Perlmutter Cancer Center Expands Clinical Trials Program

In Clinical Trials by Barbara Jacoby

From: nyulangone.org

Over the last five years, Perlmutter Cancer Center’s Clinical Trials Office (CTO) has tripled in size. With shortened opening times, expanded biobanking, a budding phase I clinical trials drug development program, new metric-tracking tools, and increased patient accrual across a growing clinical network, the CTO team has steadily grown and strengthened its relationships with pharmaceutical and biotech companies— solidifying the center’s status as a go-to site for cancer research trials.

Tracking Efficiency with Enhanced Metrics

With a formalized process for tracking metrics, the reorganized CTO is relying on new, more advanced tracking tools and data management systems. Many of these were developed in-house at NYU Langone to streamline the review and approval process and assist investigators in managing data and meeting reporting requirements once trials are activated.

The CTO can now provide trial sponsors with quantitative metrics demonstrating that NYU Langone’s program operates with extreme efficiency. “We now get our studies activated within 100 days. We’ve lowered the number of deviations, we’re running studies with higher acuity and complexity, and we’ve significantly increased accrual rates,” says Deirdre J. Cohen, MD, associate professor of medicine and medical director of the CTO.

“We’ve lowered the number of deviations, we’re running studies with higher acuity and complexity, and we’ve significantly increased our clinical trial accrual rates.”—Deirdre J. Cohen, MD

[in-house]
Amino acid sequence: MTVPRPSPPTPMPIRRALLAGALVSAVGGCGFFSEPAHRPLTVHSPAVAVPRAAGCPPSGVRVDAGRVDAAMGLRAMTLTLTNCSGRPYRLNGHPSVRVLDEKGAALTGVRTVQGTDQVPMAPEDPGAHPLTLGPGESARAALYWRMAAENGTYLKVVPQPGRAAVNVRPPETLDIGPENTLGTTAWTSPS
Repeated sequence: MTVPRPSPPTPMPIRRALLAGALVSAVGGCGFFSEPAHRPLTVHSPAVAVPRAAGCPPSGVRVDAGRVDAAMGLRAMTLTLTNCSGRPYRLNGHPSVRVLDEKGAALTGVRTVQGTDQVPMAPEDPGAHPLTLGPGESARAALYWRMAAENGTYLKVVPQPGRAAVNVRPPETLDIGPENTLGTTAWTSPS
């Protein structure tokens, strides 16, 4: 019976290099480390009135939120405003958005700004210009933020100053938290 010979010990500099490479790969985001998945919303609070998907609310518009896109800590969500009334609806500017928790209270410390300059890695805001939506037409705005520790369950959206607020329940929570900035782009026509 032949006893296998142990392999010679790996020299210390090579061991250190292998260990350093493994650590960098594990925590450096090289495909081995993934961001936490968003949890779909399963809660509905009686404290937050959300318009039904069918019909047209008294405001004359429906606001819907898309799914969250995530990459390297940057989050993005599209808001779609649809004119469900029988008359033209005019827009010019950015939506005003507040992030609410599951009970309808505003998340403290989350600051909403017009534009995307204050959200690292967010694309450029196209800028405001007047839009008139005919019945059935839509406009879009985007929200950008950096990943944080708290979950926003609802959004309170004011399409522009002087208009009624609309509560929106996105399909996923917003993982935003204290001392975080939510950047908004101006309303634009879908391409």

The phase I cancer clinical trials program has been particularly successful at enrolling patients, thanks to an operational culture that encourages collaboration. “Where many centers are more siloed with only a select number of investigators participating in trials, here we run a very open program where just about every investigator can be on our protocols,” explains Daniel C. Cho, MD, assistant professor and director of the rapidly expanding phase I drug development program. “Downstream, this openness leads to robust patient accrual, a key metric for drawing in more trials.”

Expanding to Satellite Sites

That collaborative culture is now extending to investigators at NYU Winthrop Hospital, an affiliate of NYU Langone Health, all of whom have been assigned to Disease Management Groups at Perlmutter Cancer Center; going forward, they will be part of the vetting process for all new trials under consideration. “With representatives from NYU Winthrop in each group, we can determine early on if a trial suits their patient population, as well as ours, or competes with existing studies,” says Dr. Cohen.

A pilot program will start with five clinical trials conducted at both locations. With expansion to NYU Winthrop as the first phase, the center is also working to extend trials to NYU Langone Hospital—Brooklyn and other network sites. An earlier initiative aimed at increasing clinical trial access for the patient population at NYC Health + Hospitals/Bellevue, where NYU Langone Health has an academic affiliation, resulted in a fivefold accrual increase in the past year. “We want to mimic that model at NYU Winthrop and future sites,” notes Dr. Cohen.